The duration of the entry ban will be recalculated automatically; you do not need to do anything for the entry ban to be re-registered. Separate messages will normally not be sent to individuals whose entry ban has been re-registered.
If you are uncertain about whether your entry ban has been correctly registered, please contact Nordsjællands Politi, Udlændingecenter Nordsjælland, by e-mailing: email@example.com.
I am no longer in Denmark, and my entry ban has expired.
If your entry ban has expired, it is no longer in force and you are permitted to apply for travelling to Denmark or another Schengen-area country.
The Ouhrami judgement applies only to existing entry bans. If your entry ban has expired, it will not be re-registered.
My entry ban was calculated incorrectly and I would like to apply for a Danish visa.
Until the police have re-registered all valid entry bans affected by the Ouhrami judgement, immigration authorities processing visa applications will pay close attention to whether the duration of an individual’s entry ban was calculated correctly. When processing your application, immigration authorities will check whether the correct expiry date for your entry ban has been entered into the Danish Criminal Register or Schengen Information System.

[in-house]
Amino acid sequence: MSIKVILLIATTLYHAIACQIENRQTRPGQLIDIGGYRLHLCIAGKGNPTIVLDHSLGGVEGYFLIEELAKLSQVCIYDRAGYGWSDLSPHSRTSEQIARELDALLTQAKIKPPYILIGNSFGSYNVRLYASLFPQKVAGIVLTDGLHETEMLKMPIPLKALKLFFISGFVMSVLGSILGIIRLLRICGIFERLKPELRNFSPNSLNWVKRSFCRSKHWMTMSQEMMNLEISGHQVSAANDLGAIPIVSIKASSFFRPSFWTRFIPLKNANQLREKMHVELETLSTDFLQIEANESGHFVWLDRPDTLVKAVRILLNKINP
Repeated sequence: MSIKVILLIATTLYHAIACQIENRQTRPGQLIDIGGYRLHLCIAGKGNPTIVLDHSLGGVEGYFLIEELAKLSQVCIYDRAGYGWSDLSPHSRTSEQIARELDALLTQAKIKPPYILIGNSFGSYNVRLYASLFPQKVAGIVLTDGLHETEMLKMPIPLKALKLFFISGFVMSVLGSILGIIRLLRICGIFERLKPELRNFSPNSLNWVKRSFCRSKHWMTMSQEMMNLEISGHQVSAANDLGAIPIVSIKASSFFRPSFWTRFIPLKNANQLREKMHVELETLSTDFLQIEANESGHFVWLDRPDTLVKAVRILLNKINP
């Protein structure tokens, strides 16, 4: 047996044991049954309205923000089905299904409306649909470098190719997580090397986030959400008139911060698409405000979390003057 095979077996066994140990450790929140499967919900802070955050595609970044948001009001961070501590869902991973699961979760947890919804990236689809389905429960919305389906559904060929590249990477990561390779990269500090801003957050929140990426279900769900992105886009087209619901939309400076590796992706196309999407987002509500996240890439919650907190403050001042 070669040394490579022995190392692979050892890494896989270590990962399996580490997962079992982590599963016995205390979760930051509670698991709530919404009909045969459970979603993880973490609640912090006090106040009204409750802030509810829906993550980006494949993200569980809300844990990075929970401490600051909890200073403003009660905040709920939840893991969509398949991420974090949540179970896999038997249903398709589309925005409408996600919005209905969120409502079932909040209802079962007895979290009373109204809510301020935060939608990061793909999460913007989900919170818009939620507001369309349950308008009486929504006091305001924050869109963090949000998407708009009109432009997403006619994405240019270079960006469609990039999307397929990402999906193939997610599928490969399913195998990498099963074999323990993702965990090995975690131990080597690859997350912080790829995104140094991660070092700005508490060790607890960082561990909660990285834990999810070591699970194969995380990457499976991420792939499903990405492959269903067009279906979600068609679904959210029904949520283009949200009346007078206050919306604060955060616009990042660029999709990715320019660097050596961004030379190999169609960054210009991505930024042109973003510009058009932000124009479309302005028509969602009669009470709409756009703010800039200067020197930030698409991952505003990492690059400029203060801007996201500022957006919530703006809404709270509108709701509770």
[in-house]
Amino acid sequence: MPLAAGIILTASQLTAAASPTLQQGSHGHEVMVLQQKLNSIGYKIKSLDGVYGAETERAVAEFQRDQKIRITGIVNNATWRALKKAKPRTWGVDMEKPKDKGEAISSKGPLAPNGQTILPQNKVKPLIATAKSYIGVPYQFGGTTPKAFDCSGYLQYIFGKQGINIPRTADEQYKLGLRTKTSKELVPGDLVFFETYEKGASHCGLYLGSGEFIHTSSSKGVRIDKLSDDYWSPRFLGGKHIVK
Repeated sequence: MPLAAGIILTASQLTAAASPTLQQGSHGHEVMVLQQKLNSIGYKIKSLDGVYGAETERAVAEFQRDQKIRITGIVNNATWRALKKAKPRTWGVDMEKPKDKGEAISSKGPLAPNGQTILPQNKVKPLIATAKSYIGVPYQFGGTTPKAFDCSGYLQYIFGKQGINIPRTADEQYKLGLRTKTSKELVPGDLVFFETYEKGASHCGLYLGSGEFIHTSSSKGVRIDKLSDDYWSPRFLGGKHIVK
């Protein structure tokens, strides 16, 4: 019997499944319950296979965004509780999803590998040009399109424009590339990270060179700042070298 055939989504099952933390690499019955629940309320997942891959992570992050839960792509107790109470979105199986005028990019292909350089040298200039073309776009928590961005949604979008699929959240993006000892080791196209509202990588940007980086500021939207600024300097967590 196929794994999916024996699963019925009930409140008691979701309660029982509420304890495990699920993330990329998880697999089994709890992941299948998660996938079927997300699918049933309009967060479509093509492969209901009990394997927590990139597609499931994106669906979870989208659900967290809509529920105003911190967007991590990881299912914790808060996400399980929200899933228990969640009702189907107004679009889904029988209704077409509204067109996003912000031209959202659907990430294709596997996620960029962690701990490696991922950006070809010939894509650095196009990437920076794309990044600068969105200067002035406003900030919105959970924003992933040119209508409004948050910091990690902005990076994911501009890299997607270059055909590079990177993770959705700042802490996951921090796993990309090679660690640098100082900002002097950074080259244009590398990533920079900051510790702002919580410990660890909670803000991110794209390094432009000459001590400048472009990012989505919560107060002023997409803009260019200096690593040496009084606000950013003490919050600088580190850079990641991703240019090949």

If you believe the expiry date for your entry ban has been incorrectly calculated and has either expired or will expire sooner than indicated, please state this when applying for a Danish visa.
I have received an expulsion order and been barred from entering Denmark, but have yet to leave.
If you are banned from entering Denmark in connection with an expulsion order, but have yet to leave the country, your entry ban has yet to come into force.
When you leave, the police will automatically register the date of your departure and enter it into the Danish Criminal Register and the Schengen Information System.
My entry ban was imposed by another EU country than Denmark. I believe the ban was calculated incorrectly.
If your entry ban was imposed by another EU country, and you believe the ban was calculated incorrectly, you will need to contact the proper officials in the country that imposed the ban.